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Topic: Di-spiropentyl Synthesis  (Read 8889 times)

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Offline Enthalpy

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Di-spiropentyl Synthesis
« on: April 06, 2015, 01:03:17 PM »
Hello nice people!

Spiropentylspiropentane is a seducing rocket fuel candidate: efficient, not too flammable - and spiropentane was synthesized in the 19th century.
http://www.chemicalforums.com/index.php?topic=79637.msg290422#msg290422
So I think at it further and would like your comments and suggestions.

The target fuel should contain supposedly:
  • No or little of the too flammable spiropentane.
  • Spiropentylspiropentane. It has isomers whose melting point must differ, but I ignore which one is better, and a mixture can be best, so let's say we don't care.
  • Some dispiropentylspiropentane is welcome to raise the flash point and lower the melting point. 10%, 30%, no idea - a process that makes di-and tri-spiropentyl at once and adjusts the proportion would be perfect. Any mix of isomers.
  • No or little tetra-spiropentyl, as it must precipitate at cold.
I've read that neopentane isn't available from gas, oil, coal and is expensive. Is that correct? Start from pentaerythritol then?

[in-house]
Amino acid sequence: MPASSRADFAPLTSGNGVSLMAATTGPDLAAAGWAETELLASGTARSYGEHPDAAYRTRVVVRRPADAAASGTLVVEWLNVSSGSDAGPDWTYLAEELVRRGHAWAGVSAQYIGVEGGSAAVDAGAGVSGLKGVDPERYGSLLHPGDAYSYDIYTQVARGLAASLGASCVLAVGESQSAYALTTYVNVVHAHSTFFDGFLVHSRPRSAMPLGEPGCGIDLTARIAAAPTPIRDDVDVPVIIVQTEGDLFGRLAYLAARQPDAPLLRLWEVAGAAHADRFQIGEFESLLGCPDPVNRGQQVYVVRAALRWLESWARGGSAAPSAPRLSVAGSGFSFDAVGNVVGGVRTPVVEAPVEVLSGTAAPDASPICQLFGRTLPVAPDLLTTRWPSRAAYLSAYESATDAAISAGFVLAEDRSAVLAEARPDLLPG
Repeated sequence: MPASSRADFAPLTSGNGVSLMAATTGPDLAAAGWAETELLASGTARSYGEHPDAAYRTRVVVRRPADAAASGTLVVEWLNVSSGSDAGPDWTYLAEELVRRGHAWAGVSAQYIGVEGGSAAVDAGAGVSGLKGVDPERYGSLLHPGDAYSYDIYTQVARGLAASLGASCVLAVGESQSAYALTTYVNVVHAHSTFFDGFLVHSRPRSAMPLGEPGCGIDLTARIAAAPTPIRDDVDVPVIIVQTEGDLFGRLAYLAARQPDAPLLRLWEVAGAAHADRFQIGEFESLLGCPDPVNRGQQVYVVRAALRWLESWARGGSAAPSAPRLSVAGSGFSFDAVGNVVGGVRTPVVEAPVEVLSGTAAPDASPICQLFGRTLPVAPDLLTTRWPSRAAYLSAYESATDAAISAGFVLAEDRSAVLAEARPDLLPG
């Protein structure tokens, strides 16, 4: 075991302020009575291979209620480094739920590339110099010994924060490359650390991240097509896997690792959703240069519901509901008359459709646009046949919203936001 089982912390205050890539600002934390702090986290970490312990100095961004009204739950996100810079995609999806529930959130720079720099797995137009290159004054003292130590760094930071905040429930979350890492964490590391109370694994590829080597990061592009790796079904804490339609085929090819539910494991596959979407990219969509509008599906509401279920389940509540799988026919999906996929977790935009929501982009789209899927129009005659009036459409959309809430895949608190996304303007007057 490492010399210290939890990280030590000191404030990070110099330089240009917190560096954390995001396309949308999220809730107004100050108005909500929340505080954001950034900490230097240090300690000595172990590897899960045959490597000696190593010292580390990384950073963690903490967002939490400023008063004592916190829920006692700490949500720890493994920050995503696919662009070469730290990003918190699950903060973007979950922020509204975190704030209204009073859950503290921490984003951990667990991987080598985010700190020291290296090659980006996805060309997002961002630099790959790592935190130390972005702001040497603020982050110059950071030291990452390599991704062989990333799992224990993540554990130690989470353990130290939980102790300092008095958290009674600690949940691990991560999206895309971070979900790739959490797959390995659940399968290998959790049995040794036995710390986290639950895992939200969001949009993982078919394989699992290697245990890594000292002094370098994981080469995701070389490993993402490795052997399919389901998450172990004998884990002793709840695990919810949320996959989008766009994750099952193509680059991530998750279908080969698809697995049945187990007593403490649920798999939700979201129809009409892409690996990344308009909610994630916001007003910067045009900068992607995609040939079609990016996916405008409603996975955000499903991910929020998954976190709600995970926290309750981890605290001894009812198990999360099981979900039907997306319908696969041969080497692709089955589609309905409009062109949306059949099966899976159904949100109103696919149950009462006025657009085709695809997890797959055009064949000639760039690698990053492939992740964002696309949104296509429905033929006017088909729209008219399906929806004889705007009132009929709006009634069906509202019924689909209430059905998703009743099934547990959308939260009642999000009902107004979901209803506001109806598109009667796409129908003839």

Basic descriptions of the (Wurtz?) coupling tell just sodium or better "zinc"... Is that a coarse-grained inert zinc powder? Or a sub-nano-mega-activated material that detonates upon air contact? In this case, metal vapour (if it works!) may be safer because a quick reaction processes less reactant at a time.
http://www.chemicalforums.com/index.php?topic=72951.0

Is Appel's reaction the proper way to the tetrahaloneopentane: cheap, big?

Do you feel any reasonable to add a fifth halogen before the Wurtz coupling as sketched? (And even a sixth one to obtain the tri-spiropentane proportion). I suppose this extra halogen will seldom react within the molecule, because bicyclobutane is even more constrained, and would be preserved for intermolecular coupling.

If adding a fifth and sometimes sixth halogen, which one? Neopentane tetrabromide doesn't look very crowded (appended image). Chlorine, for easier gem-addition and use after the bromines?

Or should plain spiropentane be made first, then coupled? Iodine and well-tuned violet and UV light could be more caring with the strained molecules. Like: violet light to dissociate I2 and obtain spiropentyl iodide without chain reaction, then 254nm to abstract the iodine atom so two spiropentyls couple.
http://www.chemicalforums.com/index.php?topic=77307.msg283221#msg283221

Thank you!
Marc Schaefer, aka Enthalpy

Offline Enthalpy